Gardiner East future heads to city council for debate
CBC News June 9, 2015
All eyes will be on Toronto City Hall on Wednesday as the long awaited debate begins in council about whether to tear down or rebuild the eastern part of the aging Gardiner Expressway.
After months of discussion across the city, councillors remain divided between the hybrid option — which is more costly but would have slightly less impact on commute times — and the remove or boulevard option which is seen as better for waterfront development.
But even as council ramps up for the debate, the Gardiner discussion took a new turn on Tuesday with a suggestion by Coun. Jim Karygiannis that the crumbling expressway be buried, instead of being rebuilt or torn down east of Jarvis Street.
Karygiannis’s idea also suggests that the clock be stopped on the debate in council for 60 days to allow further study.
“The one option which is not even discussed is the option of burying the Toronto East Gardiner — creating a tunnel under Lakeshore Boulevard,” Karygiannis wrote in a letter to city councillors on Tuesday.
“Members of Council have not had an opportunity to examine this option,” he said.
The hybrid option — which would remove part of the highway but maintain the elevated section west of the Don Valley Parkway — is being pushed by Mayor John Tory.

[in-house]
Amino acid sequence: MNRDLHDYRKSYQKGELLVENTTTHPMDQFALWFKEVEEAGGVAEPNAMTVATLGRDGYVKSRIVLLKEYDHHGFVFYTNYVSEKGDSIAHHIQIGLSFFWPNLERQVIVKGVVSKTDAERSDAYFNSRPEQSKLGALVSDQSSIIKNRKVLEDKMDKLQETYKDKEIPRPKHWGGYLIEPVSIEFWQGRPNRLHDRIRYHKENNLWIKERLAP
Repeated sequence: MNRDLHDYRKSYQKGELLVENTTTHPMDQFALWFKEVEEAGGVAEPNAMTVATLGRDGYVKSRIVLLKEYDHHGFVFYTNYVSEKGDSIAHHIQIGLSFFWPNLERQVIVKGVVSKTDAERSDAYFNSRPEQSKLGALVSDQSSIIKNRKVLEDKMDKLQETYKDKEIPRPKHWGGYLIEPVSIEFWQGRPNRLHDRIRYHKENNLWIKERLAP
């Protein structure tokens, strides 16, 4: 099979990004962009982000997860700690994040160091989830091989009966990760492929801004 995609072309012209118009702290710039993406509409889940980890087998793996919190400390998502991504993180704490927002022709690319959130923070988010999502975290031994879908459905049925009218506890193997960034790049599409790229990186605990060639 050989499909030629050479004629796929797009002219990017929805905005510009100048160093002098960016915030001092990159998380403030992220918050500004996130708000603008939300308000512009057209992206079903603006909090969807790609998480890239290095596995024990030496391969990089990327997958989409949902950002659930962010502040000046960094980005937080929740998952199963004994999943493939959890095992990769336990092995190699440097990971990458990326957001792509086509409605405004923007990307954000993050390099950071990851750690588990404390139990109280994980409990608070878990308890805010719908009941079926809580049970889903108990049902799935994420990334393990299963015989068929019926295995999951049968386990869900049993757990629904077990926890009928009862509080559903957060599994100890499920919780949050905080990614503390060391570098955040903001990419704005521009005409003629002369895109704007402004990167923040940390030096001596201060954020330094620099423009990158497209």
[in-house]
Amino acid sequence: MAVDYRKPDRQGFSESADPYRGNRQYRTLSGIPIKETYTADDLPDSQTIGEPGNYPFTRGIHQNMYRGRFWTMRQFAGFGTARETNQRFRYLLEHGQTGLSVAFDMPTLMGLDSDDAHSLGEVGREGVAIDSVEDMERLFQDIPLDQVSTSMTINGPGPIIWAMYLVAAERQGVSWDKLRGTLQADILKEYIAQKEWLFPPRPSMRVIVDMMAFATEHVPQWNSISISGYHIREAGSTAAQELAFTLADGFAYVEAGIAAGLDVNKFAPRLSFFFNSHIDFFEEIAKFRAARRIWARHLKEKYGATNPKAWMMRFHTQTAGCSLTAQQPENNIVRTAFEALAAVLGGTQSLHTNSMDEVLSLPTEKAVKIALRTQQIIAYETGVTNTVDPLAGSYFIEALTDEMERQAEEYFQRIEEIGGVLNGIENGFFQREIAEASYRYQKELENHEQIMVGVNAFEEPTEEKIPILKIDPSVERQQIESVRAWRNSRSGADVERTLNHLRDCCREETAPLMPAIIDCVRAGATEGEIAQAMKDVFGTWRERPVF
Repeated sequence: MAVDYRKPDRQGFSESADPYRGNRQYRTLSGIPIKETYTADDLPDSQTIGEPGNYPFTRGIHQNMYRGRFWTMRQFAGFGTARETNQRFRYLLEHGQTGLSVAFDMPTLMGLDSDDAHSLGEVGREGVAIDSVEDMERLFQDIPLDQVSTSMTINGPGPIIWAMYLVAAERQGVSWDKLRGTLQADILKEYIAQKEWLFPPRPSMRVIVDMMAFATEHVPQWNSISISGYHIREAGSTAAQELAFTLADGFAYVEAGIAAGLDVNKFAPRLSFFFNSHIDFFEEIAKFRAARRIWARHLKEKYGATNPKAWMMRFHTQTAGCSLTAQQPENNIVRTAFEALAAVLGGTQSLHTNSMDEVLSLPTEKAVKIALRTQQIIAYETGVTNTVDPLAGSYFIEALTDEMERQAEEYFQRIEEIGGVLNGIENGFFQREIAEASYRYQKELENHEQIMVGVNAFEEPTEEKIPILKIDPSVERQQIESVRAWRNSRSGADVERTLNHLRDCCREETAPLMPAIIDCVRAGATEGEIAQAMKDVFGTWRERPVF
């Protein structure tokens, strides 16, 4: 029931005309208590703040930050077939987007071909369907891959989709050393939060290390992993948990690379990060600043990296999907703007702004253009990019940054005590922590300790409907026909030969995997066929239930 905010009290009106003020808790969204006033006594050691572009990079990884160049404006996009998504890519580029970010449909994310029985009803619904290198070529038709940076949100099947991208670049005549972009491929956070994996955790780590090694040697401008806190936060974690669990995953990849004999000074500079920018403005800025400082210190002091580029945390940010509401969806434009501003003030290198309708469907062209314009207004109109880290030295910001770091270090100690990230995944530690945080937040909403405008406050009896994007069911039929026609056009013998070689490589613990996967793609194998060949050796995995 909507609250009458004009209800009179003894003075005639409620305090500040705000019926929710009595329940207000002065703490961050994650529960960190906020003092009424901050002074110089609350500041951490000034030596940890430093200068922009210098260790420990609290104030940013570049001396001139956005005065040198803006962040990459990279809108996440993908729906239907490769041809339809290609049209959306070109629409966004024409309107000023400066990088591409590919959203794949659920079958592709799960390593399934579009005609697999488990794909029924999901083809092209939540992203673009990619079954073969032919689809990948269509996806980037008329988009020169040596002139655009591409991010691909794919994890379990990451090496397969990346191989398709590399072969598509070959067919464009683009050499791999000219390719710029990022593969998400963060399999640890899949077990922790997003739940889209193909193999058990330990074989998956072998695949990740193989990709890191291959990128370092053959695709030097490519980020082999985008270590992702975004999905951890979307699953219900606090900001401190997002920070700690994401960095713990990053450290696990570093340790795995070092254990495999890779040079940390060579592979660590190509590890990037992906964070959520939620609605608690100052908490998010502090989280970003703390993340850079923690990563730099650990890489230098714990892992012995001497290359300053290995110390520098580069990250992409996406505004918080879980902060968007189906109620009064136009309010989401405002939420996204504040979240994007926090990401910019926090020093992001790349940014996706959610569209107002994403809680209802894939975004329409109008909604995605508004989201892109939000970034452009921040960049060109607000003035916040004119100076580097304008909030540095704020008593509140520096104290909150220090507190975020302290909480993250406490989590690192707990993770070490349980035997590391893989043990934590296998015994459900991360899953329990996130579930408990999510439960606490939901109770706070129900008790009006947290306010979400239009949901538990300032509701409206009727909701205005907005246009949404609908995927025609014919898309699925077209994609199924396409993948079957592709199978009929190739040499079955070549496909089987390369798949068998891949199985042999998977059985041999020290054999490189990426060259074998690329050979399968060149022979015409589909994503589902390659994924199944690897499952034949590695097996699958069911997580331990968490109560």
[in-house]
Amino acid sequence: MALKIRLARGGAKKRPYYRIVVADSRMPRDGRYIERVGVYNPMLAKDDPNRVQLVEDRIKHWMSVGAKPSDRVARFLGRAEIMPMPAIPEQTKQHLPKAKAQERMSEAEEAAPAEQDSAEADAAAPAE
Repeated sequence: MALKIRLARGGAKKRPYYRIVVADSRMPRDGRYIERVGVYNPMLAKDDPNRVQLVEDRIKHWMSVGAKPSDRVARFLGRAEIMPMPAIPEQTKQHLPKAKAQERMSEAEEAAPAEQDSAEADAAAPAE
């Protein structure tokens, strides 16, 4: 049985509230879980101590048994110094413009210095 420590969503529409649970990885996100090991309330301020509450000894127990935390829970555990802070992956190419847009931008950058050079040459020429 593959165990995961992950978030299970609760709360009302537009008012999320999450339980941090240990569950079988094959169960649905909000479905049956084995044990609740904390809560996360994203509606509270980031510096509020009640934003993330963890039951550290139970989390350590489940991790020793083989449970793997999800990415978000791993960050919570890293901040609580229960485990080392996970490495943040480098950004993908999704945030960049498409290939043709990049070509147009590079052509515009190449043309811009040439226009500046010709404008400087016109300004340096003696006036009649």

Mayor asked about planner’s stand
Among those backing the tear down option are Jennifer Keesmaat and Paul Bedford, the current and former chief planners.
Keesmaat gave a speech in April in which she praised the merits of creating a “grand boulevard.”
Tory was asked on Tuesday if his office had moved to have Keesmaat not talk publicly on the matter.
“At the end of the day she has been free to express her opinion,” Tory told CBC’s Metro Morning host Matt Galloway.
“The only thing, generally, I think public servants should not be doing is sort of debating politicians because they are public servants and there is a line to be drawn there.”
Karygiannis new to City Hall
Karygiannis, who is a newcomer to city council, suggested time be taken to consider his proposal and move away from “heated’ debate.
“I believe that the tunnel option should be examined,” he said, adding that “I will be asking city staff to report back to council in 60 days with its recommendations on this option.”
In April city staff completed their environmental assessment of viable options for the eastern stretch of Gardiner. Since then the city has been collecting feedback from residents
The 1.7 km stretch of the road that runs from Jarvis Street to the Don Valley Parkway handles about three per cent of peak hour vehicle trips to the downtown core. It accommodates about 5,000 cars and 500 trucks every hour during the morning rush.